The one guy responded he could go one volume, but not the other with 40-degree incoming water...drop that water temp down another 8-degrees, to just over freezing, and you'll get a similar, but smaller volume. Most of the things are designed for 50-degree incoming water. ANything below that, and you need to read the fine print carefully to understand what you can get out of it at your desired temperature and volume. So, one rated in big print for 5gpm, might only be 2gpm at just above freezing. Some restrict the flow (less water, same heat, same temp), or just let the temp drop (same water, same heat, cooler output). Then, your water may be quite hard, and if you don't service the thing periodically to remove the mineral deposits, it's the equivalent of the unit gradually getting smaller. While adding the valves and peripheral equipment needed to flush the system with a mild acid isn't hard, it does take time and prior planning (and more costs).
It's pretty easy math: 2 gpm is about 1000lbs of water per hour, and 1kbtu is 1000lbs x 1 degree F. In other words, for every 2gpm times degree F rise you need 1KBTUs of output from the tankless.
Combustion efficiency on any non-condensing tankless is between 80-86%, so figure on getting at least 80% of the fuel-input BTU specs into the water. A 117KBTU burner will deliver at least ~94K out at full flame. A smaller 100K burner will deliver at least 80K out.
If you have 32F incoming water (unlikely, unless you're literally taking water directly from the outflow of a glacier right where face is calving) and run the shower at a typical 105F, that 's a 73F rise in temp.
A 117K burner (like the Bosch 1600 series) will support at least 2*(94/73)=2.6 gpm of flow at those temps, about the specified flow of a 2.5gpm showerhead.
A 100K burner (like the Bosch 1000 series or those inexpensive Marey units sans safety agency approval) will support only 2*(80/73)=2.2 gpm, which is still more than at the true typical flow of a 2.5gpm showerhead.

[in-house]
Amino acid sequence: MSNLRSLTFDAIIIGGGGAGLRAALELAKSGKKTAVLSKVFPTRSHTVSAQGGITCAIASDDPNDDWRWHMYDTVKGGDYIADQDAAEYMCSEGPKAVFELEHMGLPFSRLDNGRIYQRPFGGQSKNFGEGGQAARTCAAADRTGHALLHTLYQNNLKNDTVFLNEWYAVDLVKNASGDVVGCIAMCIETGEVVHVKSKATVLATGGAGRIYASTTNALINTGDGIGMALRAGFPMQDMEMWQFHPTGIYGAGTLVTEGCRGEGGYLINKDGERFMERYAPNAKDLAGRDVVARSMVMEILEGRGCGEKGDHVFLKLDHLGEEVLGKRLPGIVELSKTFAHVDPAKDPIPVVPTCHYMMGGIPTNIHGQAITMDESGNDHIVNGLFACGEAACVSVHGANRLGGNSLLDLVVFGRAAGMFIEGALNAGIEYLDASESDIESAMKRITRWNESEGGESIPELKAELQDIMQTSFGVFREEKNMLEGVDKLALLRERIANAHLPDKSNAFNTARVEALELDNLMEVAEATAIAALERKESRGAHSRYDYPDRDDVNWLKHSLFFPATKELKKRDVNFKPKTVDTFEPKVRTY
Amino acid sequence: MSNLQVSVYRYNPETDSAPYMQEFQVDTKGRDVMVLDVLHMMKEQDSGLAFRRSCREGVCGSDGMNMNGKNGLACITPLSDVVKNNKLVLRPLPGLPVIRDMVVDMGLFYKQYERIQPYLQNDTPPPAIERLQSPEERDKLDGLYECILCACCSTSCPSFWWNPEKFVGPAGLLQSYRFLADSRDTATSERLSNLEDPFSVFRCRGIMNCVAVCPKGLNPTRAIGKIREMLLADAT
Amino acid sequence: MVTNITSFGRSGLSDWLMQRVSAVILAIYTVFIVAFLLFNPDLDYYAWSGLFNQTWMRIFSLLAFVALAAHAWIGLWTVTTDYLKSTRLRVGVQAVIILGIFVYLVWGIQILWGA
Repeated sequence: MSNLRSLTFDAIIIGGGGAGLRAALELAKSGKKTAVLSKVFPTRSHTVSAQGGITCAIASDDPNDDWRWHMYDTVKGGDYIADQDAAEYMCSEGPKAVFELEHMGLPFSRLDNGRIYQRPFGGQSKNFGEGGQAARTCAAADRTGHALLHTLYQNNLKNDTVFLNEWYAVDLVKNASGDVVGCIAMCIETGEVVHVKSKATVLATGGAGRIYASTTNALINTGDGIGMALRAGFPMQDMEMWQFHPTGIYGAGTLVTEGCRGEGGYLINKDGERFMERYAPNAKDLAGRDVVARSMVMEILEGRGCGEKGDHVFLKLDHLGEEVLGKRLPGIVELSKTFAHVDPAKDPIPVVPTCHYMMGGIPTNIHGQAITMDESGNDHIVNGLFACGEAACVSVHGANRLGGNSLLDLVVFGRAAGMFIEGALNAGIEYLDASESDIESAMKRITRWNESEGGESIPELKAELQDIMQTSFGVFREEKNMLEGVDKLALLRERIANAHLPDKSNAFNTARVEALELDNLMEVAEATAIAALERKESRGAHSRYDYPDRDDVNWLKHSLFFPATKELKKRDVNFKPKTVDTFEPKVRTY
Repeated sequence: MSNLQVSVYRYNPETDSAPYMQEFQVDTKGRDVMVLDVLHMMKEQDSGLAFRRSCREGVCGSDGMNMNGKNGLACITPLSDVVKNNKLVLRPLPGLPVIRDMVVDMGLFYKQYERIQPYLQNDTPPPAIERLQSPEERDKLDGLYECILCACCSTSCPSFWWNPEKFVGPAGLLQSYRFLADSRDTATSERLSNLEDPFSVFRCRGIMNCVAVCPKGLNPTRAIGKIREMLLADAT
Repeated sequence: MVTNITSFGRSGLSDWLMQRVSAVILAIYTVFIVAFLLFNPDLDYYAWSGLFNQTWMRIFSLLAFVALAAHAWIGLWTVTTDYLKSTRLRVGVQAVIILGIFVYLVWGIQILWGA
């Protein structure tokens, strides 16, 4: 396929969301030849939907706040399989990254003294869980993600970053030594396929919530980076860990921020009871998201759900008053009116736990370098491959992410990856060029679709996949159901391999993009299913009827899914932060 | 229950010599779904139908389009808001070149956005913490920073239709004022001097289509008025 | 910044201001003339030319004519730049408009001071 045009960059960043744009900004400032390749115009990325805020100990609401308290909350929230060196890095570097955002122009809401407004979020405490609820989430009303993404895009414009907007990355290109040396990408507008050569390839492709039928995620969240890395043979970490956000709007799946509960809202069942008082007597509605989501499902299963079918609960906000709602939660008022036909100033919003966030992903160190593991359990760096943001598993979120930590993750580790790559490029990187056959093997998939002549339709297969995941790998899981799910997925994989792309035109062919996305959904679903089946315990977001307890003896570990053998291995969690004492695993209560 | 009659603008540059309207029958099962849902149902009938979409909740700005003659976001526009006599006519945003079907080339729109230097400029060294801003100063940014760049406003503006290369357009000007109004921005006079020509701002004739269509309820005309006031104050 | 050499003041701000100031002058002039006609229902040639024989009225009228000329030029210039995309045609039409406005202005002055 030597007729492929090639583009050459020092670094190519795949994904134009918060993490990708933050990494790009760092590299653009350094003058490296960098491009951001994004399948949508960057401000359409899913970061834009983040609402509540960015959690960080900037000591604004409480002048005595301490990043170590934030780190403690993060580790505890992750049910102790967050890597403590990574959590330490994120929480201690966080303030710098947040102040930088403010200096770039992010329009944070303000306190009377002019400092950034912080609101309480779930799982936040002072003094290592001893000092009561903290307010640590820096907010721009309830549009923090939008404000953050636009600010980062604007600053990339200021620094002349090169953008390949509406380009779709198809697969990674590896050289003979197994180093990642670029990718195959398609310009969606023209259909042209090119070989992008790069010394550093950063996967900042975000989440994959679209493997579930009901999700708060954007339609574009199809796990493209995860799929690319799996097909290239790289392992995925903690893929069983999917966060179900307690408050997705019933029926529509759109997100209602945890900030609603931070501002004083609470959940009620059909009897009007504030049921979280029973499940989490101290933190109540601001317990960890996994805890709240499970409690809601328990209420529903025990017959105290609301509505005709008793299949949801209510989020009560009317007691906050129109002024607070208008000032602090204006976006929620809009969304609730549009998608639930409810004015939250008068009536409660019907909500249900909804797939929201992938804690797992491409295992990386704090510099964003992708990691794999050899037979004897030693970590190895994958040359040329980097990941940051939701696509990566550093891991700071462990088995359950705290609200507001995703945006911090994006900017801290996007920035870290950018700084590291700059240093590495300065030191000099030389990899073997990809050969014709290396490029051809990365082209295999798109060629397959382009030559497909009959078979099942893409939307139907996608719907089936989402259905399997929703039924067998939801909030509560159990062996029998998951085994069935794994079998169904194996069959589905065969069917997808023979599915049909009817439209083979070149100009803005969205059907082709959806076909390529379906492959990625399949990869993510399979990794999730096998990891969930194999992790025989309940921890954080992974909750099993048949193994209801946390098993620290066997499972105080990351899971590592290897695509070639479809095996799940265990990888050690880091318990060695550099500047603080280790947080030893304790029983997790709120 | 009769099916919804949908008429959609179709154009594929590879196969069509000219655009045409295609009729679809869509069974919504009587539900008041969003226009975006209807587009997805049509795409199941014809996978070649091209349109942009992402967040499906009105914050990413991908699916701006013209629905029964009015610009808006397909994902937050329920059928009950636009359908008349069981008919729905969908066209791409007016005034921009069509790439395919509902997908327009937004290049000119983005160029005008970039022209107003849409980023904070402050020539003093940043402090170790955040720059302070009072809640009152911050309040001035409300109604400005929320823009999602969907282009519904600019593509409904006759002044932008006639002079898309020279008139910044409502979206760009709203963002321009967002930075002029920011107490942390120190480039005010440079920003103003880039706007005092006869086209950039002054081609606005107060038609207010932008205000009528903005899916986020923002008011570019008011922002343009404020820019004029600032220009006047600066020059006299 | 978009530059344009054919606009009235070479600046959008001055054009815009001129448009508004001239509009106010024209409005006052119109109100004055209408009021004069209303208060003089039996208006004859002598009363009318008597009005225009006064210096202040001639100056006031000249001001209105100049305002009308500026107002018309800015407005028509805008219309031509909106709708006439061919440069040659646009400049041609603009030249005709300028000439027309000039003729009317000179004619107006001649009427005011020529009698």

Then figure your real input water temp will likely be at least 3-5F higher than that (measure it.) It doesn't take anything like a 150-200k burner to run a cabin shower unless you insist on a real gusher of a shower head, or truly scalding 115F showers, and you're taking your water out of a glacier.
I have measured 33-degree input water at my townhouse in NH. I can envision similar water temps elsewhere depending on the location of the water supply, and the depth and length of the supply line. Also, depending on the length of the line from the heater to the shower, and where it is run, it is likely you'll cool that water off some, and maybe a lot. Ideally, the tankless unit is near the point of use, and that loss is minimized. Also, you'll need to adjust your anti-scald shower valve season to season, as if adjusted properly for the summer with warmer incoming water, you'll never be able to get the 'all hot' required to get a sufficiently warm shower in the winter. Some thermostatically controlled valves might still work without adjustment. Also, if the tankless is setup with a tempering valve on the outlet, I think you'd always be leaking a little cold into the outlet (probably less when new, and more as it ages), so this also could compromise the available hot water temperature.
Yes, it can be made to work. Yes, equipment costs will be higher as will maintenance. Will it save enough in energy costs, depends. If you ever wanted to fill a tub or a washing machine with hot, in the winter, a tankless would need to be sized considerably larger than for just a shower. Even to fill a washing machine with what might be defined as warm might be impossible (since the hot would be barely warm at full volume). So, if you know the limitations, you can figure the costs, then decide.
If you wander up there on the weekend, and the WH is broken, you've got a chance of fixing or replacing it that day. Highly unlikely in the boonies to be able to do that with a tankless on a weekend. Simpler is often better.
I wouldn't call Tahoe the boonies anymore, a rinnai tankless 9.4 heats 9.4 gpm at 45 degree rise that's 4.7 gpm at 90 degree rise, yes it has freeze protection, but only when there is electricity. As for maintenance you only use the cabin about a month a year so maintenance would be about once every 12 years. I am not a big fan of tankless but for small homes or seldom used cabins it,s perfect, No waiting for the tank heater to warm up after driving for 4 hours in the snow to get there. Just be sure to drain it down if the cabin is going to be unheated in the winter.
In cabin situations the SPACE SAVINGS alone can be worth it!
Unless you really need more than a single shower flow you don't need a monster-burner. The installed cost of something like a Rinnai is 2x what it would take to put in a ~120KBTU Bosch. Sure, it's a lot nicer unit, but the math (and experience) sez the smaller unit is still enough burner. It's a cabin, not a winter-palace with a large spa to fill. Under 100KBTU/hr there could be capacity issues though. At the anticipated price of propane, getting rid of the standing pilot & standby load might indeed pay off the difference between a tank and a cheap tankless within the lifecycle of the unit, but probably never within the lifecyle of a larger Rinnai.